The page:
MAVEN, for Mars Atmostphere and Volatile EvolutioN, has primary scientific objectives are to sample and measure the Martian atmosphere, uncovering clues as to the current and past rates of atmosphere loss and what this has meant and will mean for the planet. The orbiter will use a highly elliptical orbit to make measurements ranging from direct sampling of the Mars atmosphere when MAVEN dips into the upper atmosphere as close as 125 km (77 mi) to the red plant, to global ultraviolet imaging from 6000 km (3278 mi) at apogee. The three sensor suites will include the Particles and Fields package, measuring particles and electromagnetic fields mostly associated with solar wind, the Remote Sensing Package for imaging the upper atmosphere, and the Neutral Gas and Ion Mass Spectrometer for spectroscopy of atmospheric samples (it is not clear from the mission facts sheet whether the spectrometer package might provide any insight into the ongoing methane measurement discrepancies discrepancies reported by Chris Webster et al). These instruments should gather data that will point to the role of solar radiation in atmosphere loss on Mars, how fast it is happening today and what this might have meant for ancient Mars.
I hate to think that the state of U.S. Congress will become the new norm, but does this point to a mission operations strategy that could lessen vulnerability to government shutdowns? Incorporating some sort of reliance on future missions into probes like the Mars rovers prevents those future missions from being postponed and ultimately cancelled might be tempting, but I’d hate to see mission design robustness sacrificed to account for the decidedly un-robust nature of U.S. lawmakers.
In a recent article first-authored by William Laurance researchers report that, rather unremarkably, publishing more papers before receiving a PhD predicts that an individual will have a more successful career in research, measured solely by publication frequency. They also considered first language, gender precociousness of first article, and university prestige. If publication frequency before attaining the PhD is the best predictor of career publication frequency, just how good is it? They report an r2 value of about 0.14 for the best model incorporating pre-PhD publications, with models lacking this predictor faring much worse.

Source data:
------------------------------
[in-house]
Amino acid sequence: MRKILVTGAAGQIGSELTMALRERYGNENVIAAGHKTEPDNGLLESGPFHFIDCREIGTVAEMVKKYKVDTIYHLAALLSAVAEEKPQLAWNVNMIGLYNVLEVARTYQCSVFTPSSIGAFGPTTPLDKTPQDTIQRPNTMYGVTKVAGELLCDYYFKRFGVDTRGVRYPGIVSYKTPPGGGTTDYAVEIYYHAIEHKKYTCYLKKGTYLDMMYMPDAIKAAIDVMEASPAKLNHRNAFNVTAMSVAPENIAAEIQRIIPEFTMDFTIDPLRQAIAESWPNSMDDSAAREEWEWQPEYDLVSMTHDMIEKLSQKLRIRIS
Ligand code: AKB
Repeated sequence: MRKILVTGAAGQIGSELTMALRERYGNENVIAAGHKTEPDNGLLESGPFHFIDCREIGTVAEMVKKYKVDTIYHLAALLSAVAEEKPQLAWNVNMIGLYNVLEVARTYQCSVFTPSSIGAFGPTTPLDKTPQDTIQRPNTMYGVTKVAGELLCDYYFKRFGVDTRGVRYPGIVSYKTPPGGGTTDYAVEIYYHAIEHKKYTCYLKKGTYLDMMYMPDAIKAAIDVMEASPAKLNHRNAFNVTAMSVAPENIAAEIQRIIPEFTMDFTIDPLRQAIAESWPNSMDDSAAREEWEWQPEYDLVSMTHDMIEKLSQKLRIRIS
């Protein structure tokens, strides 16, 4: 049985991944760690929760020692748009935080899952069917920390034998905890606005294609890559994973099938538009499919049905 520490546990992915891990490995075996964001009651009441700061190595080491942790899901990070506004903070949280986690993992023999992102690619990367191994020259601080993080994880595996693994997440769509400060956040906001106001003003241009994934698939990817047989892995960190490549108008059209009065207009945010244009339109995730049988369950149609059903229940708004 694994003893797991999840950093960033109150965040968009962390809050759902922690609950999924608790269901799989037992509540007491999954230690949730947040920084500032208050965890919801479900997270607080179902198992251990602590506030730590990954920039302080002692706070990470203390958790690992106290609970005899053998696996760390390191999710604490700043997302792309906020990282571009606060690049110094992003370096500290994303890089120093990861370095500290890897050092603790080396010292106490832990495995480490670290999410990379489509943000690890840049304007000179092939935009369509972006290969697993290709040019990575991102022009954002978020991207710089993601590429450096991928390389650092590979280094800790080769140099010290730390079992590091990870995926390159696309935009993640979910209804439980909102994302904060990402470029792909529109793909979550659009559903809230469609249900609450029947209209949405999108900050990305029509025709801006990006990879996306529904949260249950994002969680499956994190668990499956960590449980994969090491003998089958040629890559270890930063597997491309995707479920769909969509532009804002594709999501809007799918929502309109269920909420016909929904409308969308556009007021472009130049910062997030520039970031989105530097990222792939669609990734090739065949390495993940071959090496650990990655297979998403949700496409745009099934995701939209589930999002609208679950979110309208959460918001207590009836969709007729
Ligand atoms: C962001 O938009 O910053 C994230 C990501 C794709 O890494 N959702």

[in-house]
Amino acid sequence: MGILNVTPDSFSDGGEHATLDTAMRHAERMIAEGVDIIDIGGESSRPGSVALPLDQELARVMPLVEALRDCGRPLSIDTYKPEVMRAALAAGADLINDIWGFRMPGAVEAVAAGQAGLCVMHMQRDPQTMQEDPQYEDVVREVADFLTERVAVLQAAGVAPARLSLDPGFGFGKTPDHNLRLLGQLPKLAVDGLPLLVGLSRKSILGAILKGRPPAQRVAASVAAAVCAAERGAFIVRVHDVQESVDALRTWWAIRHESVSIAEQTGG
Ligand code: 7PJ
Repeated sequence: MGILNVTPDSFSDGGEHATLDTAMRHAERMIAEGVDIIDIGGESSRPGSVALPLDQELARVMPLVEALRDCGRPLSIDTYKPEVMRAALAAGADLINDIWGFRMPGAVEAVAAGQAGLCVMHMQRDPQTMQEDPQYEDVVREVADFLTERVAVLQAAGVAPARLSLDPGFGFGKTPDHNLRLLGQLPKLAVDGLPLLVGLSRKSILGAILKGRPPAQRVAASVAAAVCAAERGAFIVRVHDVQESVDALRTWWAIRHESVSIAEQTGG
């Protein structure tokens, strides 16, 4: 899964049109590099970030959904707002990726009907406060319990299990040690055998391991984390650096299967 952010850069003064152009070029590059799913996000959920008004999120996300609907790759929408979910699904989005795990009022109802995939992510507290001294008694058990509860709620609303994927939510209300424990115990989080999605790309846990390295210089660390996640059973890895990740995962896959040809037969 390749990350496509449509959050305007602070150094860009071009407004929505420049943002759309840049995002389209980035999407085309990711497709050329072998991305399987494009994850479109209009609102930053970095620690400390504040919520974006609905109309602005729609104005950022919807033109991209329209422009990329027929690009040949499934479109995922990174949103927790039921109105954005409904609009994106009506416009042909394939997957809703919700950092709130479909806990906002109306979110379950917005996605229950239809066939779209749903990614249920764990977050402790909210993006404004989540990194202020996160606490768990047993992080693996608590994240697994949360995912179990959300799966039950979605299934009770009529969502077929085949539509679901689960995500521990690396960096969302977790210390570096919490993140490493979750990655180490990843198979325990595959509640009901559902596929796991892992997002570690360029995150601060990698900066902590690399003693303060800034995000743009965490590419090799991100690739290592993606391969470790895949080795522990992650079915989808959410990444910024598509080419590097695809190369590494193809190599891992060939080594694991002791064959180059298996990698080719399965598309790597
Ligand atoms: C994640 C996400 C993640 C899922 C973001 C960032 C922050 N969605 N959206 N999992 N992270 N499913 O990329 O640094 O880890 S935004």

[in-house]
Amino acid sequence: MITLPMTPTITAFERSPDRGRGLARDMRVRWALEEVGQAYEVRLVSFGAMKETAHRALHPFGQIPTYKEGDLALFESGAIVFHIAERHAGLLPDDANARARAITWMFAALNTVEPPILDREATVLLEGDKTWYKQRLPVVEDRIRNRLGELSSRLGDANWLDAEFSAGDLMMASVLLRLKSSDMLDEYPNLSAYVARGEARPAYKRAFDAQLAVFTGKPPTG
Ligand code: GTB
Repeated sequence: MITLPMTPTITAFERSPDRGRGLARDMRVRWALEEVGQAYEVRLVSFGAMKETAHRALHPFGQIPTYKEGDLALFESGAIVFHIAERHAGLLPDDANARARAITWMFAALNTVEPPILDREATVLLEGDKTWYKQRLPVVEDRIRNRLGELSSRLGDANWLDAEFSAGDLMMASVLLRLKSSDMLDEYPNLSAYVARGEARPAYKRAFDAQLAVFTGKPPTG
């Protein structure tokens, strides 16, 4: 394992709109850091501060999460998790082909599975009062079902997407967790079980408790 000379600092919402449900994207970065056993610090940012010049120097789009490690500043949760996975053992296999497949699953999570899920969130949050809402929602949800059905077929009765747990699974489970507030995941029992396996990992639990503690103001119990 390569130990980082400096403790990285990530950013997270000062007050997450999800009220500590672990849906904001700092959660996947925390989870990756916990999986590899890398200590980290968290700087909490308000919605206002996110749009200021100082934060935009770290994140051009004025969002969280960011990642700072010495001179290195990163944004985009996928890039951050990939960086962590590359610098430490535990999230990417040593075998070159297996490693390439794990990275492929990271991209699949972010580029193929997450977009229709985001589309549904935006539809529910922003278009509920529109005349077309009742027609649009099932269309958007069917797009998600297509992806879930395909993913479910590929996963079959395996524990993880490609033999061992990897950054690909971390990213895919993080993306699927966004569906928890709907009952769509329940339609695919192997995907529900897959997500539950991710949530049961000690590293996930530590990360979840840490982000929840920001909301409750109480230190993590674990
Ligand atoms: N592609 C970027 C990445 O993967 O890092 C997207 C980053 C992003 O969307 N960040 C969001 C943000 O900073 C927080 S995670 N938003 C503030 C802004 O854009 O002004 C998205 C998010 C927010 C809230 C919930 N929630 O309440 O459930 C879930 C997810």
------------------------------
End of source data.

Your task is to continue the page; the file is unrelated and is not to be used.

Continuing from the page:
If I have a model that only explains 14% of the deviance of the data, well, I think it is time to find a new model. When they included the first three years immediately following attaining a PhD, the r2 value jumped to 0.29 for publications alone, and slightly better when the model includes one or more of the other predictors. Better, but still pretty pathetic. If you are hiring people with a 29% rate of picking the right candidate based on some metric of success chances are you won’t be in charge of hiring for long. The paper only looked at the first ten years immediately following the PhD degree, so including the first three years is a bit like predicting rain when you are already wet. Why were the models so miserable? The range of publication frequency over the first ten years was pretty wide, from 0 to 87 papers published. On top of that, their sample consisted only of individuals who had managed to land a university faculty job. That’s right, one or more of these scientists landed a tenure-track position with zero publications. Jealous?
The sample selection is a pretty major flaw of the paper, in my opinion. The scientists surveyed were all on one rung or another of the assistant/associate/full professor ladder, which is to say that everyone they considered were extremely high acheivers among the total population of people holding biology PhDs. The rate of biology PhDs attaining faculty positions six years post-degree has dropped from 55% in 1973, to 15% in 2006 . Since their data only represented successful academics, their models had no chance of predicting which individuals would drop out of research altogether as opposed to going on to become a principal investigator. Predicting whether an individual is able and willing to continue in science research would be a lot more telling than whether they published 2 versus 10 articles per year their first decade out of grad school.